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Publication numberUS6185176 B1
Publication typeGrant
Application numberUS 09/081,801
Publication dateFeb 6, 2001
Filing dateMay 20, 1998
Priority dateMay 22, 1997
Fee statusLapsed
Publication number081801, 09081801, US 6185176 B1, US 6185176B1, US-B1-6185176, US6185176 B1, US6185176B1
InventorsSatoshi Sugiura, Akihiro Tachibana, Yoshihisa Kubota
Original AssigneePioneer Electronic Corporation
Export CitationBiBTeX, EndNote, RefMan
External Links: USPTO, USPTO Assignment, Espacenet
Optical pickup apparatus
US 6185176 B1
Abstract
An optical pickup apparatus which can be designed compact while having a plurality of semiconductor lasers. The optical pickup apparatus, which reads recorded information from an optical recording medium, comprises an optical system including light intensity detection element having a quarter-split light receiving surface, two semiconductor lasers for emitting light beams of different wavelengths, an objective lens for directing each of the light beams onto an optical recording medium to form a light spot on a recording surface, and a holographic optical element located between the quarter-split light receiving surface and the objective lens, whereby the holographic optical element eliminates coma aberration and spherical aberration of light beams launched from the two semiconductor lasers and traveled through the recording surface and the objective lens, thereby generating a predetermined amount of astigmatism. The holographic optical element further has a lens performance for converging light beams, launched from the two semiconductor lasers and traveled through the recording surface and the objective lens, onto the quarter-split light receiving surface.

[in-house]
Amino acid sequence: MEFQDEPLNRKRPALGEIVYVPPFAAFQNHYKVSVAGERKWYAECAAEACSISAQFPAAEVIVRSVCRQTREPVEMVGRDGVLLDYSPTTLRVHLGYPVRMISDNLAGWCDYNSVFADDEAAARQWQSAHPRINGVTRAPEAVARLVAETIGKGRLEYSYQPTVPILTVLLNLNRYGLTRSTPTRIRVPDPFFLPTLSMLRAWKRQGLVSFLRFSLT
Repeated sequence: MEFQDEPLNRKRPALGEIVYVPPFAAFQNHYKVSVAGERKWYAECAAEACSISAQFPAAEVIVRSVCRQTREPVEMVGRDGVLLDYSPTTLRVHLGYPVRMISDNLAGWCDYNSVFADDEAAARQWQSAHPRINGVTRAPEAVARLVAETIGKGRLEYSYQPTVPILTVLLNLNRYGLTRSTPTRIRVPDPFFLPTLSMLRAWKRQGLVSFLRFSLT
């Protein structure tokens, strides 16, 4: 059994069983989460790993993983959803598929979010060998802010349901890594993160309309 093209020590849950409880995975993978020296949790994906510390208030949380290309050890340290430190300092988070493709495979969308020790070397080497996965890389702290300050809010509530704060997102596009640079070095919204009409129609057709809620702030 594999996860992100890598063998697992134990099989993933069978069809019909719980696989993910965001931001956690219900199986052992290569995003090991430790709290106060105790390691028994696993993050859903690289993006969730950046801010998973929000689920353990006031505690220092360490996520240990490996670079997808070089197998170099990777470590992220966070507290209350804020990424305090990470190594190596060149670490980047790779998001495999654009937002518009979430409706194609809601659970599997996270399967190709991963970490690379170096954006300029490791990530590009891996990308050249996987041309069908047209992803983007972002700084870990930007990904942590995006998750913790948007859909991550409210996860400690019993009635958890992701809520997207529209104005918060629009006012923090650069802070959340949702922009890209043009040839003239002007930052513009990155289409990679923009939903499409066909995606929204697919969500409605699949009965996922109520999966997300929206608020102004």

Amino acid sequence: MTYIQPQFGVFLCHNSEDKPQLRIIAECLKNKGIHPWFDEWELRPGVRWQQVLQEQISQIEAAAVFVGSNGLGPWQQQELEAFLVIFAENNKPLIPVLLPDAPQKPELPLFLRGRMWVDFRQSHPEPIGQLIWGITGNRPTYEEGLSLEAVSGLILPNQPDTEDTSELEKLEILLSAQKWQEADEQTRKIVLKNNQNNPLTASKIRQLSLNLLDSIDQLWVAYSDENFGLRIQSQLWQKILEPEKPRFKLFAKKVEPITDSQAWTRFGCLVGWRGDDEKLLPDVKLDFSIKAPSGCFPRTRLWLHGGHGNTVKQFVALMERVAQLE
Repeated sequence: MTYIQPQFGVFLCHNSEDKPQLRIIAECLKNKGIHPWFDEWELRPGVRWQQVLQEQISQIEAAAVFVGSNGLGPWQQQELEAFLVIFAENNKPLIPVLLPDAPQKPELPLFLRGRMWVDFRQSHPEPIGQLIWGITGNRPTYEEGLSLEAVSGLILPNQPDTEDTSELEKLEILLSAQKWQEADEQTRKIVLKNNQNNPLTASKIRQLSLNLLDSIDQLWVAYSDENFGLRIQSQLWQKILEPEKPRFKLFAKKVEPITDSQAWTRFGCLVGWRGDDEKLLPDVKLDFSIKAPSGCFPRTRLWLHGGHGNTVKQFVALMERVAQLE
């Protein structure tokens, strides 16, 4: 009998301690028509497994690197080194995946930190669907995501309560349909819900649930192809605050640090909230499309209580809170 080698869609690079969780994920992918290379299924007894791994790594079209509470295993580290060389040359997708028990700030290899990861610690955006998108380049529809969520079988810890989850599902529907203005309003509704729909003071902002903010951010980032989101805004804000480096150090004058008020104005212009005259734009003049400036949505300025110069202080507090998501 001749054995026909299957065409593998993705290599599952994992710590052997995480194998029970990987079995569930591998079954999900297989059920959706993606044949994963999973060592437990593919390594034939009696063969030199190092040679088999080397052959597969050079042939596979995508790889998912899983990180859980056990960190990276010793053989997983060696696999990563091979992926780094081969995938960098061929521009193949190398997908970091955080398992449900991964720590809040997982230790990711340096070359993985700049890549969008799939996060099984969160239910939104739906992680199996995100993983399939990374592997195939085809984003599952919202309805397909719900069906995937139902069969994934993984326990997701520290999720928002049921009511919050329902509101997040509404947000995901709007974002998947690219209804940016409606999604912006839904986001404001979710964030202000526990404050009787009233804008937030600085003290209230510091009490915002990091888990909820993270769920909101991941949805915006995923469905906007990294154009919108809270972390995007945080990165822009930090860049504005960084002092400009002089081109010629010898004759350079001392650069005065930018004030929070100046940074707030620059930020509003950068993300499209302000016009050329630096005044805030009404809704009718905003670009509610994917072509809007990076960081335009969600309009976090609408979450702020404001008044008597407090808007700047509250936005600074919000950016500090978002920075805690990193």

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Claims(18)
What is claimed is:
1. An optical pickup apparatus for reading recorded information from an optical recording medium, said optical pickup apparatus including an optical system which comprises:
a single light intensity detection device having a quarter-split light receiving surface;
two semiconductor lasers for emitting light beams of different wavelengths;
an objective lens for directing each of said light beams onto an optical recording medium to form a light spot on a recording surface; and
a holographic optical element located between said quarter-split light receiving surface and said objective lens, wherein said holographic optical element is operative to eliminate coma aberration and spherical aberration of a light beam traveled through said recording surface and said objective lens, thereby generating a predetermined amount of astigmatism.
2. The optical pickup apparatus according to claim 1, wherein said holographic optical element further has a lens performance for converging a light beam, traveled through said recording surface and said objective lens, onto said quarter-split light receiving surface.
3. The optical pickup apparatus according to claim 2, wherein said holographic optical element passes a light beam of a first wavelength launched from one of said semiconductor lasers, guides zero-order diffraction light of said light beam to said objective lens, diffracts said zero-order diffraction light of said first wavelength traveled through said recording surface, and guides positive first-order diffraction light, acquired by diffraction, to said quarter-split light receiving surface.
4. The optical pickup apparatus according to claim 1, wherein said holographic optical element passes a light beam of a first wavelength launched from one of said semiconductor lasers, guides zero-order diffraction light of said light beam to said objective lens, diffracts said zero-order diffraction light of said first wavelength traveled through said recording surface, and guides positive first-order diffraction light, acquired by diffraction, to said quarter-split light receiving surface.